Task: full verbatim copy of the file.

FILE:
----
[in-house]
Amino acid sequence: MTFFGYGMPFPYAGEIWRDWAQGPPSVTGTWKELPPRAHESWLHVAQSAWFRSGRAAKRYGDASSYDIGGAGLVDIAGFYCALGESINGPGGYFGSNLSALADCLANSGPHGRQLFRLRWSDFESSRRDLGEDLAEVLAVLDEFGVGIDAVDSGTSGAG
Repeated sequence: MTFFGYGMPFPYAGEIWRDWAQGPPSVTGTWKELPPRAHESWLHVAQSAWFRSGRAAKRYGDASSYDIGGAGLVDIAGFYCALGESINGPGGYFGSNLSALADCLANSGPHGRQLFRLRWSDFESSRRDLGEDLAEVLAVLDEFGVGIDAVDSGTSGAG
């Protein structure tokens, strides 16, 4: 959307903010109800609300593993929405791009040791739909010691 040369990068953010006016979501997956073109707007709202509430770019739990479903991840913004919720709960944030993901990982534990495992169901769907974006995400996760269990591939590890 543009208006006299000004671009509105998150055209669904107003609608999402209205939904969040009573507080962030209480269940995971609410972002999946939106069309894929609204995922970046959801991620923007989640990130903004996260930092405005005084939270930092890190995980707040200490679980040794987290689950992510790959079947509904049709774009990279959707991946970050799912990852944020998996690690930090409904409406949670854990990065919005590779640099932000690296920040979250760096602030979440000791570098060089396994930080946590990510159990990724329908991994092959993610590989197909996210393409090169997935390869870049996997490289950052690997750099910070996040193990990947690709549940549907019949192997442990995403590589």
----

[in-house]
Amino acid sequence: MTFFGYGMPFPYAGEIWRDWAQGPPSVTGTWKELPPRAHESWLHVAQSAWFRSGRAAKRYGDASSYDIGGAGLVDIAGFYCALGESINGPGGYFGSNLSALADCLANSGPHGRQLFRLRWSDFESSRRDLGEDLAEVLAVLDEFGVGIDAVDSGTSGAG
Repeated sequence: MTFFGYGMPFPYAGEIWRDWAQGPPSVTGTWKELPPRAHESWLHVAQSAWFRSGRAAKRYGDASSYDIGGAGLVDIAGFYCALGESINGPGGYFGSNLSALADCLANSGPHGRQLFRLRWSDFESSRRDLGEDLAEVLAVLDEFGVGIDAVDSGTSGAG
């Protein structure tokens, strides 16, 4: 959307903010109800609300593993929405791009040791739909010691 040369990068953010006016979501997956073109707007709202509430770019739990479903991840913004919720709960944030993901990982534990495992169901769907974006995400996760269990591939590890 543009208006006299000004671009509105998150055209669904107003609608999402209205939904969040009573507080962030209480269940995971609410972002999946939106069309894929609204995922970046959801991620923007989640990130903004996260930092405005005084939270930092890190995980707040200490679980040794987290689950992510790959079947509904049709774009990279959707991946970050799912990852944020998996690690930090409904409406949670854990990065919005590779640099932000690296920040979250760096602030979440000791570098060089396994930080946590990510159990990724329908991994092959993610590989197909996210393409090169997935390869870049996997490289950052690997750099910070996040193990990947690709549940549907019949192997442990995403590589």